WASHINGTON - The Federal Reserve Board's second-in-command gave the most detailed look yet Friday at how the agency plans to supervise financial holding companies, and tried to allay fears it will be heavy-handed.

In a speech to the National Association of Urban Bankers in San Francisco, Fed Vice Chairman Roger W. Ferguson Jr. said the central bank's main task will be assessing the overall risk profile and capital adequacy of the new diversified conglomerates permitted by the Gramm-Leach-Bliley Act of 1999.

Mr. Ferguson pledged that in fulfilling its role, the central bank will use information collected by the functional regulators of the company's subsidiaries as extensively as possible to minimize regulatory burden.

However, he said that under some circumstances those subsidiaries may have to report directly to the Fed, and that the central bank might join functional regulators in joint examinations. In all cases Fed officials will meet regularly with the board and top management of financial holding companies, and will conduct reviews of their centralized risk management and audit practices.

Financial holding companies were created by Gramm-Leach-Bliley as a vehicle for increased affiliation between banks, insurance companies, and securities firms.

The law makes the Fed responsible for overall supervision of financial holding companies, while allowing for state and federal agencies with specific areas of expertise - such as insurance or securities - to supervise those activities of affiliates.

That structure, he said, requires an agency responsible for assessing overall risk. "Even if individual subsidiaries are considered to be financially strong and well-managed by bank, thrift, or functional regulators, their risk profiles may change when they are amalgamated into a consolidated organization," he said.

Mr. Ferguson tried to assuage nonbank financial services companies' fears about increased regulatory burden under a Fed-administered system.

"Umbrella supervision is not intended to impose bank-like supervision on financial holding companies as a whole, or on either regulated or non-regulated non-bank subsidiaries of financial holding companies," he said.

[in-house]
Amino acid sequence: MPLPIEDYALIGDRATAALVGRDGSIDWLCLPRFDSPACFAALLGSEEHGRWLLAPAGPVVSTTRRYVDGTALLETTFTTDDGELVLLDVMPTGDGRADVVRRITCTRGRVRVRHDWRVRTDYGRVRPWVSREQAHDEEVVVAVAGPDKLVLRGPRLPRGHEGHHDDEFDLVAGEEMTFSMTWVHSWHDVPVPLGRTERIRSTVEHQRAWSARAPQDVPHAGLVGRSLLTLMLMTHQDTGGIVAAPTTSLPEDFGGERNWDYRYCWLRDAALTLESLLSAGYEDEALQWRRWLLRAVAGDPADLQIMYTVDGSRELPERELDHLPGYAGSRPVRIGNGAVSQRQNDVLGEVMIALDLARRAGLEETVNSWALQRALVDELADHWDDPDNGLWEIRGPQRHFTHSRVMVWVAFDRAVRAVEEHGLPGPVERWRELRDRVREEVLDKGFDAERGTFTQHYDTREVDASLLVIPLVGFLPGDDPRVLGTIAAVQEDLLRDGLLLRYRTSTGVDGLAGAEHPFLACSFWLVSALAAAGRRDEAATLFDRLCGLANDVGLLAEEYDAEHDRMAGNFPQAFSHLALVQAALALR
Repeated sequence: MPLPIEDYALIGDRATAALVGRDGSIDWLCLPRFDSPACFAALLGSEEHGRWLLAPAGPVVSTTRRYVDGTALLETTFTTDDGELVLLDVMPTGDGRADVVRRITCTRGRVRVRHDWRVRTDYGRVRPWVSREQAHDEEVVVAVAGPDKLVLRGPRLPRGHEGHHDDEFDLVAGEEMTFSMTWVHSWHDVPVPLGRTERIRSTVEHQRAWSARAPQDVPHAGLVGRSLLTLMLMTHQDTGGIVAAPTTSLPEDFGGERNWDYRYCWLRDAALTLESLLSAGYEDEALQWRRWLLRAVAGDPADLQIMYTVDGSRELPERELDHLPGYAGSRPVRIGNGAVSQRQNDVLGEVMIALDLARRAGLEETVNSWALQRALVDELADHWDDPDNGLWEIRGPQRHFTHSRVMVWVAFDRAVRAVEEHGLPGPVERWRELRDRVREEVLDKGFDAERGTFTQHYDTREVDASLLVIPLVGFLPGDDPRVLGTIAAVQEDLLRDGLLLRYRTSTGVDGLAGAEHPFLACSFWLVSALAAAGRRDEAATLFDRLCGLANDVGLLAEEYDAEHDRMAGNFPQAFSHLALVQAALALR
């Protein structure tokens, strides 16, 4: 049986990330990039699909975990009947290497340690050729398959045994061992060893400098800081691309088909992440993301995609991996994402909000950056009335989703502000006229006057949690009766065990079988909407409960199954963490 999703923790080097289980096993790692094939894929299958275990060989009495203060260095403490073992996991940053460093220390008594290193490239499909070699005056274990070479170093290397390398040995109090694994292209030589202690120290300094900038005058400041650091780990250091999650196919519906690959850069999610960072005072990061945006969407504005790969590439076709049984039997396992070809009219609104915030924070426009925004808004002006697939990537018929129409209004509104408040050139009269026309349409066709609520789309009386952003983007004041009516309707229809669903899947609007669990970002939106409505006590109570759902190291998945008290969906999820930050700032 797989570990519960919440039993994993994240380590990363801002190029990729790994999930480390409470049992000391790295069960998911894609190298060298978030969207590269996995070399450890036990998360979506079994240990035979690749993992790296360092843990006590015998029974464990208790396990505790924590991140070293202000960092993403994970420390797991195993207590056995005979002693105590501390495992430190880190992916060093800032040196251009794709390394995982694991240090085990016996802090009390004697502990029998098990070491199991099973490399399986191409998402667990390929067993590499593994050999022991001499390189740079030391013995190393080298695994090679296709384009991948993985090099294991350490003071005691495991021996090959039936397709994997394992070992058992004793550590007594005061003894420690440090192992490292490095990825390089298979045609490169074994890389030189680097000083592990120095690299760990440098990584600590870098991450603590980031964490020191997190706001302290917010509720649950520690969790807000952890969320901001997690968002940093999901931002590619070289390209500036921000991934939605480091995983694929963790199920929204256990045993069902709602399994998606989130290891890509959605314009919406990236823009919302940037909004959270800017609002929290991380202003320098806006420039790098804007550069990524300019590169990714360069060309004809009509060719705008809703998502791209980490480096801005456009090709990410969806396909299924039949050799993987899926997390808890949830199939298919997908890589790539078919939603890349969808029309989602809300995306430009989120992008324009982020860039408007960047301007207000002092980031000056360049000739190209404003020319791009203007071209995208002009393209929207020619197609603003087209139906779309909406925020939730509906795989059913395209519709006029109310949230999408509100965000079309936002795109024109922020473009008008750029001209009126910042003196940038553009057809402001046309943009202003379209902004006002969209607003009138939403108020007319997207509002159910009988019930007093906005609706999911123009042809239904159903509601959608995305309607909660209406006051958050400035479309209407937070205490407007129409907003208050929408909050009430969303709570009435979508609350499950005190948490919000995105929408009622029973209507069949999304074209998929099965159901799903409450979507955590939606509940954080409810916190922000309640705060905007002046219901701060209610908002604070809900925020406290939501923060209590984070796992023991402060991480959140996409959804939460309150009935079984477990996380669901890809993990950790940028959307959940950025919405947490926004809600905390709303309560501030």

So far, though, the majority of the 100 largest bank holding companies in the United States have not filed for financial holding company status, and Charles Schwab & Co. is the only major securities firm to do so. Questions about how the Fed will supervise these financial conglomerates is widely believed to be keeping many nonbank institutions on the sidelines.

Industry observers doubted that Mr. Ferguson's speech would coax many onto the field.

"The perception these companies have is that the burden of being supervised by the Fed outweighs the benefits," said Richard M. Whiting, executive director of the Financial Services Roundtable. "It is an open question as to whether the companies that have declined to become certified will find comfort in the approach outlined here."

One of the most worrisome issues for many is capital.

The law bars the Fed from imposing capital requirements on financial subsidiaries that satisfy the capital requirements of their functional regulators. But the central bank argues that in the case of large financial conglomerates, the capital of the parts may not be sufficient to protect the whole.

Some observers saw this as the Fed leaving open the possibility of a capital requirement for financial holding companies.

"I think they intend to impose a parent-company capital level - probably tailored on a case-by-case basis - that superimposes a bank holding company-style capital regime on the assets and activities of all the lines of business controlled by the financial holding company," said Karen Shaw Petrou, president of the consulting firm ISD/Shaw in Washington.

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